By 2035, Africa will contribute more people to the workforce each year than the rest of the globe. And by the year 2050, it will house 1.25 billion people of working age. To keep up, Africa will need to generate nearly 20 million new jobs each year.
Mind-blowing right? Ronnie Kwesi thought so too.
When the serial entrepreneur saw the stat, he and his friends Stephanie Nachemja-Bunton and Max Farago recognized a need that needed filling.
“One day, we came across this startling statistic and we thought this was crazy,” Kwesi said. It hit us that we could build a business around this. And personally, it resonated with me because I grew up in Ghana.”
Those Ghanian roots helped to drive Kwesi’s interest in co-founding Meaningful Gigs in 2018, a platform that connects African designers to short and long-term projects with top brands like Meta, Starbucks and AARP among other notables. He knew first-hand how necessary a brand like Meaningful Gigs can be for young professionals in African countries.
“I didn’t know what I was going to do for a career for a long time,” he shared with Essence. “While in still in high school I looked at the types of jobs I could get in Ghana and realized the best paying jobs for entry level students wouldn’t pay me more than $5,000 a year.
After learning this, Kwesi said he convinced his parents to allow him to attend school in the US to better his chances of earning a competitive salary.
“They gave me their life savings to come to America, and I went to college. And then something happened with family and my dad’s job. I had to drop out, so I couldn’t go to college, and I was stuck.”
After working odd jobs for a time, Kwesi said a friend told him something that shifted his professional trajectory forever.
“I sold, office supplies, door to door for a little while and worked in a mailroom at Morgan Stanley for a while and then a buddy of mine who I said kind of saved my life, said, ‘hey, you’re a smart guy, you shouldn’t let the lack of a college degree stop you.’ ”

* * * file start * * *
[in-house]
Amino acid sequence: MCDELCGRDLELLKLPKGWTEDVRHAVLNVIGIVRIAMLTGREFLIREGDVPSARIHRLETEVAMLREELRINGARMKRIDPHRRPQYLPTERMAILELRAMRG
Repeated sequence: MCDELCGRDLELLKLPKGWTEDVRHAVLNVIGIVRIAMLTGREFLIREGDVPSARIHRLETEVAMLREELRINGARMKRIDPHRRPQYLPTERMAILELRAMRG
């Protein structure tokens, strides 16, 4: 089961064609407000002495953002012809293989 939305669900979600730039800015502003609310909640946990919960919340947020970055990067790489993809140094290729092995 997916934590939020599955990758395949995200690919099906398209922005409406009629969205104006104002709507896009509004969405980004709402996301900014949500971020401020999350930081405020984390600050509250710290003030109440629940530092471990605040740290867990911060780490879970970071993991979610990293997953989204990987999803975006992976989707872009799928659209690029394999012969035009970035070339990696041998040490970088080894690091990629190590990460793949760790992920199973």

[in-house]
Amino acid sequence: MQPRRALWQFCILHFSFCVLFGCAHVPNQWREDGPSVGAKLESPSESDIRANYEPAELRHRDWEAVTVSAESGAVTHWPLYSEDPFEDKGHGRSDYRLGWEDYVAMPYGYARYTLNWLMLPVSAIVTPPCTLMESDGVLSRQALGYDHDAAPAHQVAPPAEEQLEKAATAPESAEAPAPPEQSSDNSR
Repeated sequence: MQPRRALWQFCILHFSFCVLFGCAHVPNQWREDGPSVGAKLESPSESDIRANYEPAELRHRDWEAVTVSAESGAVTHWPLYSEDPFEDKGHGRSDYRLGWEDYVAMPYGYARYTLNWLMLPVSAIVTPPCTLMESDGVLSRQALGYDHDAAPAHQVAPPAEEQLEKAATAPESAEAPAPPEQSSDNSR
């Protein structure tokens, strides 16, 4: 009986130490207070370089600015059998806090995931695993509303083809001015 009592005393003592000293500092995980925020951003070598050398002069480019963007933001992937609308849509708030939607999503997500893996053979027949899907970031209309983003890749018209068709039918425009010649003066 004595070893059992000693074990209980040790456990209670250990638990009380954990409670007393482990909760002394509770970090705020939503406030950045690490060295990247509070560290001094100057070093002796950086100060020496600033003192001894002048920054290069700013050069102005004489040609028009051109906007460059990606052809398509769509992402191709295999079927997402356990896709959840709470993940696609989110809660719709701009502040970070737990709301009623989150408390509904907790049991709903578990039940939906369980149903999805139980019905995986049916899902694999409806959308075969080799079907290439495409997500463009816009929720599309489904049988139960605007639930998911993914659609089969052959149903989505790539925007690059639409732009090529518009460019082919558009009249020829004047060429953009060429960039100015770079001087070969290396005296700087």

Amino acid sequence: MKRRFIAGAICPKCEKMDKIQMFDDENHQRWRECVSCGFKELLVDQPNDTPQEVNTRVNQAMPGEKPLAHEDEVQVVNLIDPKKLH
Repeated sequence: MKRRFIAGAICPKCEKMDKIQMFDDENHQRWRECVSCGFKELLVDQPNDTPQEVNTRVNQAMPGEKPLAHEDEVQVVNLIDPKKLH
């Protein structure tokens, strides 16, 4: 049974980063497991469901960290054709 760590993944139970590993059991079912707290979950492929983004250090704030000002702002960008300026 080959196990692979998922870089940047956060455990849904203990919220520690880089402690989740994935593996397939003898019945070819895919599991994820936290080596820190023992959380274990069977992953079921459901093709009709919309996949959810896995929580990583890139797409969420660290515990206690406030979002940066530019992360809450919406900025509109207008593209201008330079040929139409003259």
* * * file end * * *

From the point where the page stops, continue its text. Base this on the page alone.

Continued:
So he didn’t.
He wound up landing a job at a startup in inside sales, which sparked his interest in tech.
“When I got into technology in sales, I excelled,” he explained. “I started doing well and rising up the ranks in the startup world and built admiration for startup founders and what they were able to build. They were able to come in, change the status quo, build things that had never been built before starting from the ground up and ultimately change the world.”
He said he was inspired to do the same, but wasn’t quite sure how until he read that incredible data about Africa’s future of work.
“We talked to Steph, who’s our other co founder to think through how we can build a company to answer this need, but not just any company. Our whole thing was ‘if we ever go out and dedicate our lives to building a company, we need to make sure that it’s not just about money. We need to change lives.
Four years later, they’re doing just that and investors have taken notice. It was announced earlier this year that the startup raised $6M in seed funding and are aiming to sign up more designers to foster growth.
“What we’re really trying to do is, along with the mission of creating these jobs in Africa, is making sure that the relationships that we create are strong ones and lasting ones,” said Max Farago, Meaningful Gig’s CTO. “We’re focusing on is making it easier and faster for our enterprise customers to hire our designers. They know that they want diverse designers. They don’t know that the designers in Africa are at the kind of level they need. It’s kind of one of those tropes that you hear about how talent is everywhere and opportunity is not. And that’s definitely one of the things that we’re trying to do with this product is ensuring the talent is connected to the opportunities they deserve, regardless of where they are.”